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Limited Partnership

EST. 1996

Limited Partnership: What is it & How do they Work?

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Partnerships are a common type of business entity which allows for multiple owners. Ordinary partnerships operate in a similar way to sole proprietorship, except with more than one owner. There is, however, the option to form a limited partnership. This is a special type of partnership with features that are akin to a limited liability company. 

In this article we will explain what exactly a limited partnership is and how it differs from a general partnership. We will also discuss some of its advantages and uses. 

Table of Contents:

What is a General Partnership?

Before we get into defining a limited partnership, it is important to understand how a basic general partnership works. A general partnership is a common business entity, and the default type of partnership.

In a general partnership, all the partners are jointly responsible for the management of the partnership, and share in the profit and loss of the business. They are also personally liable for the debts and obligations of the business. In this way, a general partnership can be thought of as being similar to a sole proprietorship, except with more than one owner.  

What is a Limited Partnership?

A limited partnership can be seen as a special type of extension of a general partnership. It is a type of partnership where there are two types of partners: general and limited.

General partners act as ordinary partners that manage the business and are liable for the debts and obligations of the partnership (in the same way as the partners of a general partnership do). In addition, there can be “limited partners”. These are partners who enjoy limited liability (i.e., are only liable to the extent of capital they have invested in the partnership). We will explore these different roles in more detail below. 

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How Does a Limited Partnership Work?

All partnerships must have two or more owners, and in a limited partnership, at least one owner must be a general partner. The partners all share in the profits and losses of the business, as well as being liable for the company debts and obligations to varying degrees.

This is true for both limited partnerships and general partnerships; however, limited partnerships have two distinct types of partners: general and limited.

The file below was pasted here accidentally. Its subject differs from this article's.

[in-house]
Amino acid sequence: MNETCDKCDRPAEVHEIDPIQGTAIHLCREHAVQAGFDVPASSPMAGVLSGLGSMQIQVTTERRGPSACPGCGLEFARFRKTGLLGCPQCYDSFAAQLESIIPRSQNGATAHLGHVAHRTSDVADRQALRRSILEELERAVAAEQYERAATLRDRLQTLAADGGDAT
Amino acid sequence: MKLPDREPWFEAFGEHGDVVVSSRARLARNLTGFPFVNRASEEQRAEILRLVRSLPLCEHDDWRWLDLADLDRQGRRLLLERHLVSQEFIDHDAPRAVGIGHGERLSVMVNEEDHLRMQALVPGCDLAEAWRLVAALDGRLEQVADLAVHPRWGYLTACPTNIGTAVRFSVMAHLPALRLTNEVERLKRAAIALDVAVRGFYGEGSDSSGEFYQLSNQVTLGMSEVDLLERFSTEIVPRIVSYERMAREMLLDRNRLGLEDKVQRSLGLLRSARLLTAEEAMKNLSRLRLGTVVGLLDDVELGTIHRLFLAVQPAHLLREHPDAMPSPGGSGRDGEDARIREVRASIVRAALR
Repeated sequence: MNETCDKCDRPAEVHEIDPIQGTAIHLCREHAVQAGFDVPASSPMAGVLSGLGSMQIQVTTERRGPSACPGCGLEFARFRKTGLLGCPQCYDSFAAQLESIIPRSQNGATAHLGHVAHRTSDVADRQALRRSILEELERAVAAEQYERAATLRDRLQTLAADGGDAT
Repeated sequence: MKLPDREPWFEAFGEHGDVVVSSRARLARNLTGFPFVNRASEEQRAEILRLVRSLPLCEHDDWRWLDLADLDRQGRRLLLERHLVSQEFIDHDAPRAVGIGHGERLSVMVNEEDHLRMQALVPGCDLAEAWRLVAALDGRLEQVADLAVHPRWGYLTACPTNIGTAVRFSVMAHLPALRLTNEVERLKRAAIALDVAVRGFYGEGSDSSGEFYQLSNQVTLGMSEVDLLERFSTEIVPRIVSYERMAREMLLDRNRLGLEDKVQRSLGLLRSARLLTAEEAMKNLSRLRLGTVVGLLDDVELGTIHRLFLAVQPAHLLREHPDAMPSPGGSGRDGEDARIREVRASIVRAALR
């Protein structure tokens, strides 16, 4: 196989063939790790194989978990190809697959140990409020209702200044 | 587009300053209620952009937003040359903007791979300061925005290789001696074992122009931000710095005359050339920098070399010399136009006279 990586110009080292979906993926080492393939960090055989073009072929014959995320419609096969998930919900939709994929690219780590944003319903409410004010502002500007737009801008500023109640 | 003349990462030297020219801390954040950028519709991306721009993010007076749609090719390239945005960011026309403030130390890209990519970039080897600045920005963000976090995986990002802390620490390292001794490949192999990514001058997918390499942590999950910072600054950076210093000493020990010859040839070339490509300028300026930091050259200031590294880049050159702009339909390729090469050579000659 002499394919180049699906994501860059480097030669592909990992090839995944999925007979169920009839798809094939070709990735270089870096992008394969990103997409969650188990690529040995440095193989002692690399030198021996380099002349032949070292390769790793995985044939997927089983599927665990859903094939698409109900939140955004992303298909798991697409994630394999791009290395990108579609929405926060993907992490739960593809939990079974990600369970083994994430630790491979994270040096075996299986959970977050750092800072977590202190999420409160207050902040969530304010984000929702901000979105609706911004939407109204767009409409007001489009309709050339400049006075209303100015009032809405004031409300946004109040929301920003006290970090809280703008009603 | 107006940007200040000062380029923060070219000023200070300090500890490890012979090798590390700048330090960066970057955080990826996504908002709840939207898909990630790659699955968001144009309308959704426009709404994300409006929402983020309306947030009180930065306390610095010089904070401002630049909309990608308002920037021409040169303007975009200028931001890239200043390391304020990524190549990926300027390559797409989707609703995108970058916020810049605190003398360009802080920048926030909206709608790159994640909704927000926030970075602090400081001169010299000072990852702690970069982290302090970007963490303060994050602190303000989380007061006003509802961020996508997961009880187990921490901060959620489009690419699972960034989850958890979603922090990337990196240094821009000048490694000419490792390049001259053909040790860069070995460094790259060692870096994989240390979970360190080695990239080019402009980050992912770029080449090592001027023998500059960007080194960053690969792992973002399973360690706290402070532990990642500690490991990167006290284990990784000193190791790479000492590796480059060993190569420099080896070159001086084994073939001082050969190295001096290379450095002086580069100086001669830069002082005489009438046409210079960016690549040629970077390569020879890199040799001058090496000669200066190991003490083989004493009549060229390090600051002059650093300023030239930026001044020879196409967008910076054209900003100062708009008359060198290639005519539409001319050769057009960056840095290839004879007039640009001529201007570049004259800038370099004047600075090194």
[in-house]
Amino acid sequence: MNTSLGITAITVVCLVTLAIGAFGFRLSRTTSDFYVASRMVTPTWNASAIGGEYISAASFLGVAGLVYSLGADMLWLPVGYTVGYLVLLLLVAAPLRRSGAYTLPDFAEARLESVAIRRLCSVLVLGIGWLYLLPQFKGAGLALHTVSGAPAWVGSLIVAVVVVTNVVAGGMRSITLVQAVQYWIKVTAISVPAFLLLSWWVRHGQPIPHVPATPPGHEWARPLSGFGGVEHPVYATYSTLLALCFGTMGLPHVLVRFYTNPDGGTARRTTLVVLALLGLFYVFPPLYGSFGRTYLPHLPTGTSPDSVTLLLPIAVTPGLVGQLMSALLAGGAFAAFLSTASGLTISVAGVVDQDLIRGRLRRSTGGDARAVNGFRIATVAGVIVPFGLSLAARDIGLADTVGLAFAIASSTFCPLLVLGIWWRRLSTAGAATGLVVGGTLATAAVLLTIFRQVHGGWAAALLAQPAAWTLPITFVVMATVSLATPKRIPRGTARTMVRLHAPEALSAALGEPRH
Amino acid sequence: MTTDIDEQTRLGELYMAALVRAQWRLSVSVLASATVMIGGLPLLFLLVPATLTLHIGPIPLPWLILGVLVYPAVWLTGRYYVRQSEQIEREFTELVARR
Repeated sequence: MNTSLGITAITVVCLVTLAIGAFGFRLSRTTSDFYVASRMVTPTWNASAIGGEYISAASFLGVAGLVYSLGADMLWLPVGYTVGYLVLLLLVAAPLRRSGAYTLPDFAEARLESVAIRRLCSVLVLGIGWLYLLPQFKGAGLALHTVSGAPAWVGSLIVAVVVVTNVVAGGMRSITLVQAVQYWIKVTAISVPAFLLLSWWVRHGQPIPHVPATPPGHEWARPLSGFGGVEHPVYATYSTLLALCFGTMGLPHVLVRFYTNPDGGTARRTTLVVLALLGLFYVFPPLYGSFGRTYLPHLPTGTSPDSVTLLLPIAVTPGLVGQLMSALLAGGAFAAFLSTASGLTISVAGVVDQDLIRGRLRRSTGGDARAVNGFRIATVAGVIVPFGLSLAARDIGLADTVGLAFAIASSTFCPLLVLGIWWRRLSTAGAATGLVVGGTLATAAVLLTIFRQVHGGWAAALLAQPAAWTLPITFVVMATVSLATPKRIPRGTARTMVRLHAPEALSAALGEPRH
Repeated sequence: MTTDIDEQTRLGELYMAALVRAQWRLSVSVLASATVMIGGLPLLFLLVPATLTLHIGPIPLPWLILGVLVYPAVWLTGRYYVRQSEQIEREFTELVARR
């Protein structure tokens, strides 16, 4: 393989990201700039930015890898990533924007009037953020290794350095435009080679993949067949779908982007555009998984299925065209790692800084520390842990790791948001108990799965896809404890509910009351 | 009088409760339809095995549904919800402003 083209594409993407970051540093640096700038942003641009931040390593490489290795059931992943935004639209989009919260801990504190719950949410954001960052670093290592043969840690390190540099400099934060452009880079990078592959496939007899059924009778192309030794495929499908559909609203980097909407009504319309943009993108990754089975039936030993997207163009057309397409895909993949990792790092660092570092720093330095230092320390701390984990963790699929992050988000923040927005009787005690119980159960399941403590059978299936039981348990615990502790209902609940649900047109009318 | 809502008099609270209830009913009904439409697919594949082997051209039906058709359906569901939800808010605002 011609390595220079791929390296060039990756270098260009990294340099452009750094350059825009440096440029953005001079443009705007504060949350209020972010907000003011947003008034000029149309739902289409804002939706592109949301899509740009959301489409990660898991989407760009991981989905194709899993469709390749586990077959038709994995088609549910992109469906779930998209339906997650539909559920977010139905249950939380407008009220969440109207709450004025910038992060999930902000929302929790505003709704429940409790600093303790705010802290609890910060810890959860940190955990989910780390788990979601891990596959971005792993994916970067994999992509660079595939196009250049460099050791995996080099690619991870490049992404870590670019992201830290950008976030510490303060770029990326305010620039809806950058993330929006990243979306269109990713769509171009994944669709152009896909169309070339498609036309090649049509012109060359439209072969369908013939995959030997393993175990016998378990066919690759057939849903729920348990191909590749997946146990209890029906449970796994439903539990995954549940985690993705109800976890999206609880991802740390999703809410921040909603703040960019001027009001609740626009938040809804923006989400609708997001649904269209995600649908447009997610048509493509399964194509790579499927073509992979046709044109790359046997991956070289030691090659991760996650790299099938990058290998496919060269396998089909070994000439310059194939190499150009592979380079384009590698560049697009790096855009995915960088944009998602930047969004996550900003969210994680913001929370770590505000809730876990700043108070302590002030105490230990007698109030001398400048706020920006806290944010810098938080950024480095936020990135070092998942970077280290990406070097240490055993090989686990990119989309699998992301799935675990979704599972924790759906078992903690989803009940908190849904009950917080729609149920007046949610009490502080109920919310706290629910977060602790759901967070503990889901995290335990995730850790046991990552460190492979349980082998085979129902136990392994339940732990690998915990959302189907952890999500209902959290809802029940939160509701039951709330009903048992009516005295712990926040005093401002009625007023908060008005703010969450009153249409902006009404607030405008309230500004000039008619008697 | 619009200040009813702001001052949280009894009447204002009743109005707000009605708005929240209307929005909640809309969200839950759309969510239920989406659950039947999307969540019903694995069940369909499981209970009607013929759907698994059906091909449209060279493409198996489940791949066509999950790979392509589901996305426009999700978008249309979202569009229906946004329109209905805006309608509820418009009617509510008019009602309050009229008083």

General partners are more actively involved in the partnership. They participate in the day-to-day operations and management of the business. In addition, they are also jointly and personally liable for the debts and obligations of the partnership.

This means that claims can be made against their personal assets if the assets belonging to the partnership are insufficient to cover its obligations or legal claims. General partners have the benefit of being more directly involved in the partnership with a greater share in the business, but are at a greater personal risk due to the lack of limited liability protection. 

  

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In contrast, limited partners have reduced exposure to the debts and obligations of the partnership. The name “limited partner” is derived from the fact that these partners both play a limited role in the business, but also have the benefit of limited liability protection.

In this way, they are similar to shareholders of a corporation or members of a limited liability company. Limited partners invest money in the partnership, but they do not usually play a direct role in the day-to-day management.

They are also only liable to the extent of their investment in the company, and thus cannot be personally sued for the debts and obligations of the partnership. They are often referred to as “silent partners” and act more like passive investors than anything else.

It is important to understand that a partnership cannot consist entirely of limited partners, and there must always be at least one general partner, who is held liable for the partnership’s obligations.

Limited partnerships are therefore extensions of general partnerships, as they allow the addition of the limited partner role, or passive investor. 

Advantages and Disadvantages of a Limited Partnership

Advantages of a Limited Partnership

  • Additional Resources: In many cases, people are willing to act as passive investors in a company but do not wish to take on undue personal risk. The existence of limited partners allows the partnership to pool more financial contributions from investors who are willing to join as “silent partners”, along with the expertise and work contribution of general partners. 
  • Limited liability protection for limited partners: A limited partnership is a useful type of entity which provides limited liability protection to those who prefer to take the role of limited partners.